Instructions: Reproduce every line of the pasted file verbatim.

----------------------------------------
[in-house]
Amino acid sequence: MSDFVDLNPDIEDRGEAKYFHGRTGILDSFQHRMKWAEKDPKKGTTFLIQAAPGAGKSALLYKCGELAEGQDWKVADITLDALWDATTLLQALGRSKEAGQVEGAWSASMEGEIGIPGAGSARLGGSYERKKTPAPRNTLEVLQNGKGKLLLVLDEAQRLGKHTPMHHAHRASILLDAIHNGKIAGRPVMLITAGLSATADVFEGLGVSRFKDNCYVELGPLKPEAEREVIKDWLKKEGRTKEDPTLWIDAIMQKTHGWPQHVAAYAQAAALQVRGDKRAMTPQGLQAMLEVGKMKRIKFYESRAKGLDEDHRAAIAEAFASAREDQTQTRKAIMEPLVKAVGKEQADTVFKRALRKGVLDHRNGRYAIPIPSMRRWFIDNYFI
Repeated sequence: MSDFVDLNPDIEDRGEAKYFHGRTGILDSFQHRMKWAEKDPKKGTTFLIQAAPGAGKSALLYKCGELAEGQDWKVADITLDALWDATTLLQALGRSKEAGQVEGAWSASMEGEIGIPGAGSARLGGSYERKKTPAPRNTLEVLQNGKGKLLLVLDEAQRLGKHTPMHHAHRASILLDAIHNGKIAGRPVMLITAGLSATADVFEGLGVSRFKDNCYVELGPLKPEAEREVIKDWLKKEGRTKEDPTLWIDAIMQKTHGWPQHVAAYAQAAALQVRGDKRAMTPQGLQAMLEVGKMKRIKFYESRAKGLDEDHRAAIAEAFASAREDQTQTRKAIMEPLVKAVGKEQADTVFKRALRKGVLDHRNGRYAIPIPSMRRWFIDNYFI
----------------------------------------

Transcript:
[in-house]
Amino acid sequence: MSDFVDLNPDIEDRGEAKYFHGRTGILDSFQHRMKWAEKDPKKGTTFLIQAAPGAGKSALLYKCGELAEGQDWKVADITLDALWDATTLLQALGRSKEAGQVEGAWSASMEGEIGIPGAGSARLGGSYERKKTPAPRNTLEVLQNGKGKLLLVLDEAQRLGKHTPMHHAHRASILLDAIHNGKIAGRPVMLITAGLSATADVFEGLGVSRFKDNCYVELGPLKPEAEREVIKDWLKKEGRTKEDPTLWIDAIMQKTHGWPQHVAAYAQAAALQVRGDKRAMTPQGLQAMLEVGKMKRIKFYESRAKGLDEDHRAAIAEAFASAREDQTQTRKAIMEPLVKAVGKEQADTVFKRALRKGVLDHRNGRYAIPIPSMRRWFIDNYFI
Repeated sequence: MSDFVDLNPDIEDRGEAKYFHGRTGILDSFQHRMKWAEKDPKKGTTFLIQAAPGAGKSALLYKCGELAEGQDWKVADITLDALWDATTLLQALGRSKEAGQVEGAWSASMEGEIGIPGAGSARLGGSYERKKTPAPRNTLEVLQNGKGKLLLVLDEAQRLGKHTPMHHAHRASILLDAIHNGKIAGRPVMLITAGLSATADVFEGLGVSRFKDNCYVELGPLKPEAEREVIKDWLKKEGRTKEDPTLWIDAIMQKTHGWPQHVAAYAQAAALQVRGDKRAMTPQGLQAMLEVGKMKRIKFYESRAKGLDEDHRAAIAEAFASAREDQTQTRKAIMEPLVKAVGKEQADTVFKRALRKGVLDHRNGRYAIPIPSMRRWFIDNYFI